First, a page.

This accessible guide, put together by Mohammed of Fabulous Morocco Holidays (FMH), is dedicated to the art, culture and traditions of Marrakech.
On your first day here, seeing this is a must:
Djemaa el Fna Square during the day and at night. It is located in the heart of the city, inside the ancient medina, and it is a cultural mix of colors, scents, sights, and sounds. No matter what time you go, Djemaa el Fna Square is one of the liveliest attractions in Morocco. During the day, locals go there to buy food and spices. Tourists should wander through the souks (shops) where they can find traditional Moroccan clothes and handicrafts. There are many stands and cafés selling fresh fruit, juices, and water when you need refreshment. At night, the square seems to transform into a magical world, with entertainers everywhere (it is expected that you offer any a small tip of 10-20 dH to any you watch). The entertainment varies from comedians to acrobats and live Gnaoua music or drums. The large expanse of the square is packed at night with vendors selling their wares as well. Visitors should go to the square during the day and night if they can. Day time is best visited after 10 a.m., and nighttime is best after dark, as most Moroccans stroll around between 5 p.m. and 8 p.m. at night — that is when the daily chores and work are done, and prior to the family dinner (typically tajine, a Berber dish of savory stew named for the pot in which it is prepared). But no matter when you go, the square has much to offer, and is a lively place.
Most people don’t know this, but to get a true taste of the local culture…
If you want to get the feeling of the culture, go to the markets (souks) in the medina (old and ancient city, that is surrounded by walls), and walk through its small streets, but watch out for motorcycles and donkeys! Locals go to the souk daily to buy what they need for meals (outside of the city, souks are held weekly). If you talk with the owners of the stalls, they may invite you to drink tea with them. Drinking tea, typically a mint tea, is a tradition in Morocco. Pay attention to how the tea is poured – a good tea well served has many bubbles. You can also go to any café and sit and enjoy your time just as many locals do.
Photo of Moroccan tea via Shutterstock
For a glimpse of daily life, I recommend this form of transportation:
Most people in Marrakech take big taxis, Mercedes 240s that hold six passengers, as it’s the cheapest way of transport for locals (many taxis charge foreigners much more, but it is still inexpensive). Taxis also provide quite the exciting adventure, getting you anywhere in the city usually in less than 15 minutes. Many locals have motorcycles, as they can be driven anywhere — in the new city and in the medina. The best way to see Marrakech and get a feel for the city is in the carriages as they take you for a tour to see the gates of the medina, as well as inside the medina.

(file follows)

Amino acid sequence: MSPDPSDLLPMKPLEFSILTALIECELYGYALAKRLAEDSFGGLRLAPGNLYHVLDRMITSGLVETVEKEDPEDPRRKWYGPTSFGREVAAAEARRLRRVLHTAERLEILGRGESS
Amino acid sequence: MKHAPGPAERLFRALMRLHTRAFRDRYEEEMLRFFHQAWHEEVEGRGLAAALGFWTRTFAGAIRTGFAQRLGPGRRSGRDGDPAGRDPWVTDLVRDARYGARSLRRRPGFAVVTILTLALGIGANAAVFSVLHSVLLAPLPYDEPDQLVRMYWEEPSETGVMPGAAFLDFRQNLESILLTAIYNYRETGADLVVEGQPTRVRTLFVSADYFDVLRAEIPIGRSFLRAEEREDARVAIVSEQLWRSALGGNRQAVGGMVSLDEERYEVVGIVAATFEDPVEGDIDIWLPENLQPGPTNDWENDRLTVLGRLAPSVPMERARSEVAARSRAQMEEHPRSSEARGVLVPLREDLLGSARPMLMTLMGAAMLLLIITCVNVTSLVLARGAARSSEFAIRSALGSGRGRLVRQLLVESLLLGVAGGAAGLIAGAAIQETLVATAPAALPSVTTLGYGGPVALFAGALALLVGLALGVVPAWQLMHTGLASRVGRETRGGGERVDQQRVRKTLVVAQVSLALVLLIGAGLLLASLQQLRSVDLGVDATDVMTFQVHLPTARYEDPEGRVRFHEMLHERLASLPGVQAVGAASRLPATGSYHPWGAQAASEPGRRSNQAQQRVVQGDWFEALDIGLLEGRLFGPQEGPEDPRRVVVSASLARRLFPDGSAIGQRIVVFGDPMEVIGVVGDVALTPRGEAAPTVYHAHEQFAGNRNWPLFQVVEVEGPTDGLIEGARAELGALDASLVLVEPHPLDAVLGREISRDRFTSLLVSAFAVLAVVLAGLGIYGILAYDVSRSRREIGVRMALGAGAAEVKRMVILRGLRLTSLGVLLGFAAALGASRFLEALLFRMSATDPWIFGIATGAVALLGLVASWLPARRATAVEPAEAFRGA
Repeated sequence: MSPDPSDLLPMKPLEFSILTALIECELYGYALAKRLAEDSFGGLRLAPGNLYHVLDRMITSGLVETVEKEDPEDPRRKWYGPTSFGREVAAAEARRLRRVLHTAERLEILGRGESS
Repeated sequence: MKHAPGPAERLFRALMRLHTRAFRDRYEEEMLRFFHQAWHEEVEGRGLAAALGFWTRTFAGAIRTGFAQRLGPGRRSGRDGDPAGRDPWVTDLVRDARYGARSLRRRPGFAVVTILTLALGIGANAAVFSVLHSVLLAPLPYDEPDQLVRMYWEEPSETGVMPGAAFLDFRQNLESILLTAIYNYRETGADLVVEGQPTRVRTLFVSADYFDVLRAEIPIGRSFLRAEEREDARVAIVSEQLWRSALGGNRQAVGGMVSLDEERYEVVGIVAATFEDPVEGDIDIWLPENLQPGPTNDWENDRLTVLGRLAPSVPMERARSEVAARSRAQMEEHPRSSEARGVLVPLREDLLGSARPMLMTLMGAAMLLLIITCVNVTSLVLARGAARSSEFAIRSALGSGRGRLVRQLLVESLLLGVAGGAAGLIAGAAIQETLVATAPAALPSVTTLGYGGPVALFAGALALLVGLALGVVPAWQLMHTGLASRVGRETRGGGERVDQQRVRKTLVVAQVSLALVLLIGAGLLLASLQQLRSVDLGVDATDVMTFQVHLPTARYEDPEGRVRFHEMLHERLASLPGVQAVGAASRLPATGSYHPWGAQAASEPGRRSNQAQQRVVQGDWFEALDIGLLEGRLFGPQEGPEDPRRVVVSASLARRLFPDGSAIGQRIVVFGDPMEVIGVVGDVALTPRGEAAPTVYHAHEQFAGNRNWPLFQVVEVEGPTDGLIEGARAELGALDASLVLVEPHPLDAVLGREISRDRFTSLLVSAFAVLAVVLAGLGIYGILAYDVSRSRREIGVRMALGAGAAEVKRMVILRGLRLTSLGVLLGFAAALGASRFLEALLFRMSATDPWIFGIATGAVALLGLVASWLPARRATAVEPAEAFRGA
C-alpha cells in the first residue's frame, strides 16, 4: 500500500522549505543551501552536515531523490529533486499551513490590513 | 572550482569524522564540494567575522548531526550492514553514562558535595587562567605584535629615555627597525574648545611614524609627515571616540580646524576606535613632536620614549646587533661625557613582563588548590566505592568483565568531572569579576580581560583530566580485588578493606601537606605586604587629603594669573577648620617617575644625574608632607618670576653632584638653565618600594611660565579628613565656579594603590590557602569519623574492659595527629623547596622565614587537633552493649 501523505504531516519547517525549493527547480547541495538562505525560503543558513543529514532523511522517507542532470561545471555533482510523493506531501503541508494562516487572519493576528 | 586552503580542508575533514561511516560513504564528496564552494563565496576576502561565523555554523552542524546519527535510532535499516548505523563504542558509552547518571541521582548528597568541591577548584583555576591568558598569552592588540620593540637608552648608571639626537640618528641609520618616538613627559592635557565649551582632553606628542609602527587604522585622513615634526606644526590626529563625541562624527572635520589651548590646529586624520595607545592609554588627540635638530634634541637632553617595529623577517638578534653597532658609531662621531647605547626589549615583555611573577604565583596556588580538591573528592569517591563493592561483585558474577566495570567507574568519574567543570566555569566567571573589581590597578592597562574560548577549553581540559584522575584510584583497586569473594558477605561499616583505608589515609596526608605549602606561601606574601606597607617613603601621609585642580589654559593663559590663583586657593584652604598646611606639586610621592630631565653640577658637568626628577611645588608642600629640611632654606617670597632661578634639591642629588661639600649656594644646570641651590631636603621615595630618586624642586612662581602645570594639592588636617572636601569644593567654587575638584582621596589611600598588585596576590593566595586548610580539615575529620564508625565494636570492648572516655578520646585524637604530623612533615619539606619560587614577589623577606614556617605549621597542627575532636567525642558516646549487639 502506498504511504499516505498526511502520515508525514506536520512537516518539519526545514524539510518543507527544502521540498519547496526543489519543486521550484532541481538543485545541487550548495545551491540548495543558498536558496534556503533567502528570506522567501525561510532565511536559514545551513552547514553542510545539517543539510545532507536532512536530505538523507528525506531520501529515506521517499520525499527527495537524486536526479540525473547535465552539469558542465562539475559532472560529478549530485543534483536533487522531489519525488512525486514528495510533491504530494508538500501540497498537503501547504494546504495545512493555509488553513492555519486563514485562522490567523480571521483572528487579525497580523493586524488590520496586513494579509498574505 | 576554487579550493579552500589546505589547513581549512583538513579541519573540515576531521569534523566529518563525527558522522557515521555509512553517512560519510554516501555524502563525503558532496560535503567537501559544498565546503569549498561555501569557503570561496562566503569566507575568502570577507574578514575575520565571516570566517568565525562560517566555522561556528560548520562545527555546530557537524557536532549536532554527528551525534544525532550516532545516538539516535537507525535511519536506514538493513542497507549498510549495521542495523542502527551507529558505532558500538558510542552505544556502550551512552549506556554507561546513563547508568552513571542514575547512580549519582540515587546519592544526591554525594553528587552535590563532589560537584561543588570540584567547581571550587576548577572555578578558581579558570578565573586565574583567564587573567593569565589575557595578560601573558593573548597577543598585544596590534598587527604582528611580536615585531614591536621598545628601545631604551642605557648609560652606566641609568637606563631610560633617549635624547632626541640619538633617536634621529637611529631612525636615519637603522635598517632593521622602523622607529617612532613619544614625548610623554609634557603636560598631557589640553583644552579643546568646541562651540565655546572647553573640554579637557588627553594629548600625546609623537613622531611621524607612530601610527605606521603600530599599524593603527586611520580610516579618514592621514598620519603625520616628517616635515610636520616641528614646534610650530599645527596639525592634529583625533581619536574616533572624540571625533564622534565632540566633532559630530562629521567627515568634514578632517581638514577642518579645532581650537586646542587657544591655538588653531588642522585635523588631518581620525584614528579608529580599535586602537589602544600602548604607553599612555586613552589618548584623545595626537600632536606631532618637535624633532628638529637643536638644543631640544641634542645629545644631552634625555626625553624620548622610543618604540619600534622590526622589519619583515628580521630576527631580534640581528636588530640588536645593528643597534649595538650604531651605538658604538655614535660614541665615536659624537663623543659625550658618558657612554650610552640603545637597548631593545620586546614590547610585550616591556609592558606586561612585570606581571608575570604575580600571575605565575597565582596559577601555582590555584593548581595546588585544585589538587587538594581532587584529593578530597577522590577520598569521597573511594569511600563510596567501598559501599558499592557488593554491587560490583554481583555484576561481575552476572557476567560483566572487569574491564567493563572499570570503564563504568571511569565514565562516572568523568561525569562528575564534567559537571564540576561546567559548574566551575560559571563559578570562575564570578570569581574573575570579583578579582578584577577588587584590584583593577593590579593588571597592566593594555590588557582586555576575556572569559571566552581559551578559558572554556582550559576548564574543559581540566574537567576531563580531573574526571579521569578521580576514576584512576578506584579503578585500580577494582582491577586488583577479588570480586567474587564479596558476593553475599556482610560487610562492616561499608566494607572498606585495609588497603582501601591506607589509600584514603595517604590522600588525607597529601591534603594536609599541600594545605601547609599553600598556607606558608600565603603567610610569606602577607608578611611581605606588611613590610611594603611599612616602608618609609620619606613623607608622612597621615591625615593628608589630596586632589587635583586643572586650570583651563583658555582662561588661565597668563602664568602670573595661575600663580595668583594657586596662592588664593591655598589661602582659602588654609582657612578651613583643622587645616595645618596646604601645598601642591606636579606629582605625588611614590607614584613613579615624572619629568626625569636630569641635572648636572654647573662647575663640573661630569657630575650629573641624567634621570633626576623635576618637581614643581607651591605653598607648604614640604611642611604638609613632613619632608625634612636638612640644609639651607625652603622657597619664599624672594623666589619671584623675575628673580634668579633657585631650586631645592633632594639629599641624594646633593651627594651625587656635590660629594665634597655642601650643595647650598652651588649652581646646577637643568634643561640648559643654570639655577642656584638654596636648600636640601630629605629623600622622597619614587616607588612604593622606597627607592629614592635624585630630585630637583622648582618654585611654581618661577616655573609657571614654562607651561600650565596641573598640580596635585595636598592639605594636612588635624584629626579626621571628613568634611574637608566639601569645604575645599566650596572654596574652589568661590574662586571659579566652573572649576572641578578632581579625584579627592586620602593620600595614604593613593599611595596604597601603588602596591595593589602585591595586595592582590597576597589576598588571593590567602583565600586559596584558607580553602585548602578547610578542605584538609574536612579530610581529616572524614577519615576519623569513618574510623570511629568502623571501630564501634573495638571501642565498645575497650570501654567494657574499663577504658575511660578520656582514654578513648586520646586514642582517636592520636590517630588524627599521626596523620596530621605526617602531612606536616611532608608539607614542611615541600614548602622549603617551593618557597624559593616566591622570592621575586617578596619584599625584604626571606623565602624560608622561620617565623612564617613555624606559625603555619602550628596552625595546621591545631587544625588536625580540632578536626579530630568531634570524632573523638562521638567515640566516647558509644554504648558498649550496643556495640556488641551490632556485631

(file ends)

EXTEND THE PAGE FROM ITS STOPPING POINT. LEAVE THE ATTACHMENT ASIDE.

I had my best night’s sleep at:
The Riad La Croix Berber, located inside the medina with its small and narrow streets (like a labyrinth). You have to remember the way you came, or you can ask the guardian at the start of the street to take you to the Riad. Many people will offer to take you to the Riad, and as typical, they will expect a tip. Locals tip around 10 dH, while the guides expect 100 dH from tourists – don’t worry if they argue, they will take the regular 10 dH from you as well– even if they come back later for it! The Riad is very quiet as it is located inside the medina, a two minute walk from Djemaa El Fna Square, but far from the noise of transport. The Riad is very pretty and calm, with a panoramic view of the medina and the square.
Riad La Croix Berber offers seven rooms, a swimming pool in the center of the patio, and a roof top terrace for breakfast or brunch. Each guest room is a different color and a Berber name to identify it, complete with decorations of Moroccan crafts. Riad de la Croix Berber offers great relaxation and calm, yet the convenience of being minutes away from Djemaa el Fna.